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Music Keeps the Hearing Brain Young

Kraus, Nina PhD; White-Schwoch, Travis

doi: 10.1097/01.HJ.0000527215.05054.c5
Hearing Matters
Free

Dr. Kraus, left, is a professor of auditory neuroscience at Northwestern University, investigating the neurobiology underlying speech and music perception and learning-associated brain plasticity. Mr. White-Schwoch is a data analyst in the Auditory Neuroscience Laboratory (www.brainvolts.northwestern.edu), where he focuses on translational questions in speech, language, and hearing.

It's a story so familiar that it's become a clinical cliché: A retiree comes to the audiology clinic because she's having trouble hearing in daily settings. Her audiogram shows a sloping sensorineural hearing loss, and hearing aids are recommended. Two months later, she comes back for a check-up, and reports that the hearing aids have significantly helped her speech understanding in quiet settings, such as at home. Unfortunately, she still can't understand people in noisy environments like restaurants.

Successful speech understanding in noisy environments hinges on factors that extend beyond the ear, including cognitive abilities and the integrity of sound processing in the brain. Musical training is a robust approach to strengthen these factors—and converging evidence shows that individuals with musical training hear better in noisy environments than their non-musician peers (Hear Res. 2017;352:49).

What evidence is there that music might be a viable therapeutic approach for our retiree who needs more than her hearing aids?

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MUSIC AND THE AGING BRAIN

Multiple studies have shown that a life of playing music mitigates age-related decline in the auditory brain. Music specifically strengthens the aspects of sound processing that are hallmarks of auditory aging. For example, older adults have slower neural responses to speech than younger adults. However, the brains of older adult musicians pick up the details of speech sounds as quickly as those of young, non-musician adults (Neurobiol Aging. 2012;33[7]:1483.e1). Older adults with musical training also have larger, more consistent, and more accurate neural responses to speech than older non-musicians with normal hearing or hearing loss (Front Aging Neurosci. 2012;4[30]).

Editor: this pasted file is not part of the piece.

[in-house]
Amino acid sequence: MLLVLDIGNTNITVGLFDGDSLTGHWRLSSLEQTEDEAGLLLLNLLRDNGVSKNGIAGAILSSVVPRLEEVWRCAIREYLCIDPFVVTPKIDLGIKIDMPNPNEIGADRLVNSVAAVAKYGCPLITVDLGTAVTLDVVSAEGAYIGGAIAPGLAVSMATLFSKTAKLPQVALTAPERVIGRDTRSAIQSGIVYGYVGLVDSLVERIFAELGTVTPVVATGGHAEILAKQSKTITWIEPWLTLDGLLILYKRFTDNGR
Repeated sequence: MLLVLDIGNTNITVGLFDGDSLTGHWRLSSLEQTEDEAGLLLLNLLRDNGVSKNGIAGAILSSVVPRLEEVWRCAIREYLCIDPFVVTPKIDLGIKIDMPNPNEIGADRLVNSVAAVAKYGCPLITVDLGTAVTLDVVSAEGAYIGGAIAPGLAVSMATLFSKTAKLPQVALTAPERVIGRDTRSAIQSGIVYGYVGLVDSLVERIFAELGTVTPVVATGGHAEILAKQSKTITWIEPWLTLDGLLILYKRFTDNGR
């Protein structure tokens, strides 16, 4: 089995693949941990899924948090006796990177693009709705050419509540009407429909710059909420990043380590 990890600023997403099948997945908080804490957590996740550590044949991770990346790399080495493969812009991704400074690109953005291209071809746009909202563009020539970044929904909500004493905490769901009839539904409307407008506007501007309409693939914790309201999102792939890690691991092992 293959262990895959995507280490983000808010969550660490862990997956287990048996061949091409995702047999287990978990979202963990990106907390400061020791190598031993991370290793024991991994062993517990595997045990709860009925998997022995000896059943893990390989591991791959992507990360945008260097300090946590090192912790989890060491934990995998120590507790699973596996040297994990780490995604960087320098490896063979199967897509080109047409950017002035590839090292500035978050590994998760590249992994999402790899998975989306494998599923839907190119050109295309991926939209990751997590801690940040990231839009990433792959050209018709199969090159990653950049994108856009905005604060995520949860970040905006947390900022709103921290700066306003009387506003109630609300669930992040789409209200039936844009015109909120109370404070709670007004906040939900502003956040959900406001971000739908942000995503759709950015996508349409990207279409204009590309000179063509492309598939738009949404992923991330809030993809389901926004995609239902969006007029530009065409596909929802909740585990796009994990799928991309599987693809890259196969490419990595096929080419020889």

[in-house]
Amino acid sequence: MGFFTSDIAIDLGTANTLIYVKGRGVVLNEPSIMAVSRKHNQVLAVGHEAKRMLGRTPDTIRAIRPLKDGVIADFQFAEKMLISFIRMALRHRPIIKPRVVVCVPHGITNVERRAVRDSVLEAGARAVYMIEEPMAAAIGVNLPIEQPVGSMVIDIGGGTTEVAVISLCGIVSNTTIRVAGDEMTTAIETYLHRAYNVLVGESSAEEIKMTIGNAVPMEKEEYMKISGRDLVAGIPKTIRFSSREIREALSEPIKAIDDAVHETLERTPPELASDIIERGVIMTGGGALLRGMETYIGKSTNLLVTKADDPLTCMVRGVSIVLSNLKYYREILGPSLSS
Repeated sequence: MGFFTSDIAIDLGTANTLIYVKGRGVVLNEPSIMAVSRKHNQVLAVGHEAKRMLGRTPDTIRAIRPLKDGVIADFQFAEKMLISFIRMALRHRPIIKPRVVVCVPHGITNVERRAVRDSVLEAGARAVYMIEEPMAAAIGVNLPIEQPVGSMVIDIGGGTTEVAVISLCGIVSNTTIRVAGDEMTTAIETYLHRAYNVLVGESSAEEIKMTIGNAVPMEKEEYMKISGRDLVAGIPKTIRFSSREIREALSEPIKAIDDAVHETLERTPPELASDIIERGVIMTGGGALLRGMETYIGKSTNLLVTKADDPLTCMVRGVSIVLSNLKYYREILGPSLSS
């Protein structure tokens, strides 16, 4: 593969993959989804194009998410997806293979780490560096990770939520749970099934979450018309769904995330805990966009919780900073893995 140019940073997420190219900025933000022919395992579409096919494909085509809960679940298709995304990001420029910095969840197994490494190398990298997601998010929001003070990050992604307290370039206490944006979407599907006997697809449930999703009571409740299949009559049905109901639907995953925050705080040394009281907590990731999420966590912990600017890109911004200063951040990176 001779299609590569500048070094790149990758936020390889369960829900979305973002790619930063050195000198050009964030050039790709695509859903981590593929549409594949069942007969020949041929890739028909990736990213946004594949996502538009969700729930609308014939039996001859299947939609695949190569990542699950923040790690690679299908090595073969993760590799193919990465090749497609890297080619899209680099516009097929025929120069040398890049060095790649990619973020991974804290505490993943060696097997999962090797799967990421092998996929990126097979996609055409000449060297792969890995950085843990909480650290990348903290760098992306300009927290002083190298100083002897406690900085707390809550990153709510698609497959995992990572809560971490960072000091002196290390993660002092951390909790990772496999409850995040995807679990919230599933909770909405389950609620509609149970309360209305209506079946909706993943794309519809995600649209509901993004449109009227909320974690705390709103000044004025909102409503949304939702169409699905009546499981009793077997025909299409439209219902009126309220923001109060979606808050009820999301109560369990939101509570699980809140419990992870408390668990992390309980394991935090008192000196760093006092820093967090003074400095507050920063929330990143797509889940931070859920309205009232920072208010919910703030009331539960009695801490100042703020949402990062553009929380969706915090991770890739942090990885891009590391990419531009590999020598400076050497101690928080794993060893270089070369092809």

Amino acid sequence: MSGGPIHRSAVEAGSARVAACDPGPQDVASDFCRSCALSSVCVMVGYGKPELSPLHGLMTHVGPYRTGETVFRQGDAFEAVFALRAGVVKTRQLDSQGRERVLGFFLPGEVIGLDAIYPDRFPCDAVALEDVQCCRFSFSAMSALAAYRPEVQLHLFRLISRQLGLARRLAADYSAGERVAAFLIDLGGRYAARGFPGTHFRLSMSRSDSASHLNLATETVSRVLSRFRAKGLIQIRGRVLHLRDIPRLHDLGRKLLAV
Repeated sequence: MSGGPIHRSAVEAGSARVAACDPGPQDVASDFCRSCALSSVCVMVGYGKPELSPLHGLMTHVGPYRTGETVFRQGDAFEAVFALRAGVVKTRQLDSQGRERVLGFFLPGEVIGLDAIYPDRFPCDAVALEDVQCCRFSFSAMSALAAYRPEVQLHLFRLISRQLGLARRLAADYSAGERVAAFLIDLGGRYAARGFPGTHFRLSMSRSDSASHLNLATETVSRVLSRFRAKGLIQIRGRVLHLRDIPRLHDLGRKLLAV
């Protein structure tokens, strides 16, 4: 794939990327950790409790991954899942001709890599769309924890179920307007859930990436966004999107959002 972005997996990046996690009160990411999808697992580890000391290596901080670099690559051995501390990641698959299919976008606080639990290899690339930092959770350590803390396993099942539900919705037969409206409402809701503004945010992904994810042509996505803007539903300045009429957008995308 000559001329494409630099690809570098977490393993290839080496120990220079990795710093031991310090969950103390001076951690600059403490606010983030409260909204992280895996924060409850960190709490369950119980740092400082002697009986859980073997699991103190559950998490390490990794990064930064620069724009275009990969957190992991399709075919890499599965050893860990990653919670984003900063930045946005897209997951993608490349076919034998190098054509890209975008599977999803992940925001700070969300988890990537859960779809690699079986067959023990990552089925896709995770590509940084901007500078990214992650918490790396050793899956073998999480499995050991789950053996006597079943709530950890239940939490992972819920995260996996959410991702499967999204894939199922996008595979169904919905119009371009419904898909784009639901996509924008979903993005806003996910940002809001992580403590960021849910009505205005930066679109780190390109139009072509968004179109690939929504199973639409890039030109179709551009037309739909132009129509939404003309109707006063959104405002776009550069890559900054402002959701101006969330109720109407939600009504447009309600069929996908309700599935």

Moreover, older adult musicians show stronger functional connections between multiple auditory areas in the brain (J Neurosci. 2015;35[3]:1240). This suggests that musical training actively strengthens the brain mechanisms that support auditory processing, including in noisy environments.

Together, this shows that a life of musical training mitigates age-related decline in auditory perception and the auditory brain. But is it too late for our retiree who needs more than hearing aids to boost her hearing skills?

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MUSIC AS AN INTERVENTION

To date, relatively few studies have used musical training as an intervention for older adults. An encouraging piece of evidence comes from studies of more basic auditory training in older adults and animal models. For example, computerized auditory training speeds up neural timing and improves speech-in-noise perception in older adults (PNAS. 2013;12[11]:4357). This demonstrates that the aging brain still has the potential to benefit from training-induced neuroplasticity, providing support for a musical intervention.

At the Neurosciences and Music VI – Music, Sound, and Health conference in Boston in June 2017, early results were presented from high-quality clinical trials of musical interventions for older adults. One major strength of these studies is that they employ medical models of research, including randomized assignment and placebo control groups. Although work is ongoing, early evidence suggests that musical training initiated later in life confers similar (albeit more modest) benefits as lifelong musical training.

When evaluating clinical interventions, it's important to consider their economics in addition to their efficacy. These include the actual financial costs (such as instructors and classroom space), which are relatively low for group music classes. But another crucial factor in clinical interventions is the opportunity cost—in this case, the question is if patients undergoing musical training could spend their time more effectively doing something else. One of the reasons we think music has a low opportunity cost is because it confers health benefits beyond the hearing brain. There is emotional satisfaction that comes from engaging in music, and using a group lesson model for older adults provides an opportunity for social engagement. The high cognitive load involved in making music engages key systems such as attention and working memory. Music also engages the sensorimotor system through rhythm, which could mitigate older adults’ risk for falls.

As we've discussed in previous columns in The Hearing Journal, hearing is connected to feeling, thinking, and moving—so the emotional, cognitive, and sensorimotor benefits of musical training could cascade to provide further reinforcement for hearing skills beyond their broader health benefits (Hearing Journal. 2017;70[9]:52; Trends Cogn Sci. 2015;19[11]:642). Ongoing research suggests musical training as a strategy to supplement amplification and aural rehabilitation to improve hearing health in older adults.

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